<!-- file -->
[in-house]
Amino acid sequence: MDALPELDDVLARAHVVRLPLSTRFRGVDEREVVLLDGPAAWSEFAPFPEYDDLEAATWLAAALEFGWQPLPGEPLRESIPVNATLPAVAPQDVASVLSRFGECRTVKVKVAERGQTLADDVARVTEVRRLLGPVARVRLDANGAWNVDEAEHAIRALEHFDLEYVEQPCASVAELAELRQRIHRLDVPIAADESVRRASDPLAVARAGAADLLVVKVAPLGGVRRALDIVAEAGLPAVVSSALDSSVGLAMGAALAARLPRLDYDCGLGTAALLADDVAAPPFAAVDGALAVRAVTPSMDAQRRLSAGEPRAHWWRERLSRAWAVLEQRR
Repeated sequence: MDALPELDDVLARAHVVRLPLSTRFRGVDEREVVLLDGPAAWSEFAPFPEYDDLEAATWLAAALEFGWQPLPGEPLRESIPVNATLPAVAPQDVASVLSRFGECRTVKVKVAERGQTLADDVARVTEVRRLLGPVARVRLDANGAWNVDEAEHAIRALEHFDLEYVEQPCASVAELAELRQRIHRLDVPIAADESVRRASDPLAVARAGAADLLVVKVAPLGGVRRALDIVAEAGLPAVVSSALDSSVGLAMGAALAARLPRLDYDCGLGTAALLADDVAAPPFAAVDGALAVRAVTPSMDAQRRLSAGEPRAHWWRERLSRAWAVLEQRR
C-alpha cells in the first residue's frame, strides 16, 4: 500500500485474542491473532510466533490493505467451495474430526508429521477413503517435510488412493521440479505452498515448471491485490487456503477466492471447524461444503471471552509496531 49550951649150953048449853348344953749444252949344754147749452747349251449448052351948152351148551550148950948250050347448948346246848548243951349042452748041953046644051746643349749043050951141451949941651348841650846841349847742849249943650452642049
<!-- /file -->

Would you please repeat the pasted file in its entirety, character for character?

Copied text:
[in-house]
Amino acid sequence: MDALPELDDVLARAHVVRLPLSTRFRGVDEREVVLLDGPAAWSEFAPFPEYDDLEAATWLAAALEFGWQPLPGEPLRESIPVNATLPAVAPQDVASVLSRFGECRTVKVKVAERGQTLADDVARVTEVRRLLGPVARVRLDANGAWNVDEAEHAIRALEHFDLEYVEQPCASVAELAELRQRIHRLDVPIAADESVRRASDPLAVARAGAADLLVVKVAPLGGVRRALDIVAEAGLPAVVSSALDSSVGLAMGAALAARLPRLDYDCGLGTAALLADDVAAPPFAAVDGALAVRAVTPSMDAQRRLSAGEPRAHWWRERLSRAWAVLEQRR
Repeated sequence: MDALPELDDVLARAHVVRLPLSTRFRGVDEREVVLLDGPAAWSEFAPFPEYDDLEAATWLAAALEFGWQPLPGEPLRESIPVNATLPAVAPQDVASVLSRFGECRTVKVKVAERGQTLADDVARVTEVRRLLGPVARVRLDANGAWNVDEAEHAIRALEHFDLEYVEQPCASVAELAELRQRIHRLDVPIAADESVRRASDPLAVARAGAADLLVVKVAPLGGVRRALDIVAEAGLPAVVSSALDSSVGLAMGAALAARLPRLDYDCGLGTAALLADDVAAPPFAAVDGALAVRAVTPSMDAQRRLSAGEPRAHWWRERLSRAWAVLEQRR
C-alpha cells in the first residue's frame, strides 16, 4: 500500500485474542491473532510466533490493505467451495474430526508429521477413503517435510488412493521440479505452498515448471491485490487456503477466492471447524461444503471471552509496531 49550951649150953048449853348344953749444252949344754147749452747349251449448052351948152351148551550148950948250050347448948346246848548243951349042452748041953046644051746643349749043050951141451949941651348841650846841349847742849249943650452642049